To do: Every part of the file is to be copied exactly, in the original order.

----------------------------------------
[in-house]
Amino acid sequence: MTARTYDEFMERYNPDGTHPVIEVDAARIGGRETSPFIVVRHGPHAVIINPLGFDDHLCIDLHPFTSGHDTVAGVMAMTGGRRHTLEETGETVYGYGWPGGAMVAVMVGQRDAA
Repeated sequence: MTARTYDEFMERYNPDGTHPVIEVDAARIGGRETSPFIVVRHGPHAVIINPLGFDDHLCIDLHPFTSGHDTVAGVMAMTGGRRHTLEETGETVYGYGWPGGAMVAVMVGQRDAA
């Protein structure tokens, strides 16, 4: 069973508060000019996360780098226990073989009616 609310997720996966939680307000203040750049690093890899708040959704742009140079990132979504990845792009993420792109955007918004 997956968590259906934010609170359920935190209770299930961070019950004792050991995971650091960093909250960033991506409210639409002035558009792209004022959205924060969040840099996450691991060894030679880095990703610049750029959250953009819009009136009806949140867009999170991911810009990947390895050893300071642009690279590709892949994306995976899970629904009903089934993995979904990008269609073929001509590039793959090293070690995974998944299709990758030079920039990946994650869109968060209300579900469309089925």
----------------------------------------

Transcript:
[in-house]
Amino acid sequence: MTARTYDEFMERYNPDGTHPVIEVDAARIGGRETSPFIVVRHGPHAVIINPLGFDDHLCIDLHPFTSGHDTVAGVMAMTGGRRHTLEETGETVYGYGWPGGAMVAVMVGQRDAA
Repeated sequence: MTARTYDEFMERYNPDGTHPVIEVDAARIGGRETSPFIVVRHGPHAVIINPLGFDDHLCIDLHPFTSGHDTVAGVMAMTGGRRHTLEETGETVYGYGWPGGAMVAVMVGQRDAA
């Protein structure tokens, strides 16, 4: 069973508060000019996360780098226990073989009616 609310997720996966939680307000203040750049690093890899708040959704742009140079990132979504990845792009993420792109955007918004 997956968590259906934010609170359920935190209770299930961070019950004792050991995971650091960093909250960033991506409210639409002035558009792209004022959205924060969040840099996450691991060894030679880095990703610049750029959250953009819009009136009806949140867009999170991911810009990947390895050893300071642009690279590709892949994306995976899970629904009903089934993995979904990008269609073929001509590039793959090293070690995974998944299709990758030079920039990946994650869109968060209300579900469309089925």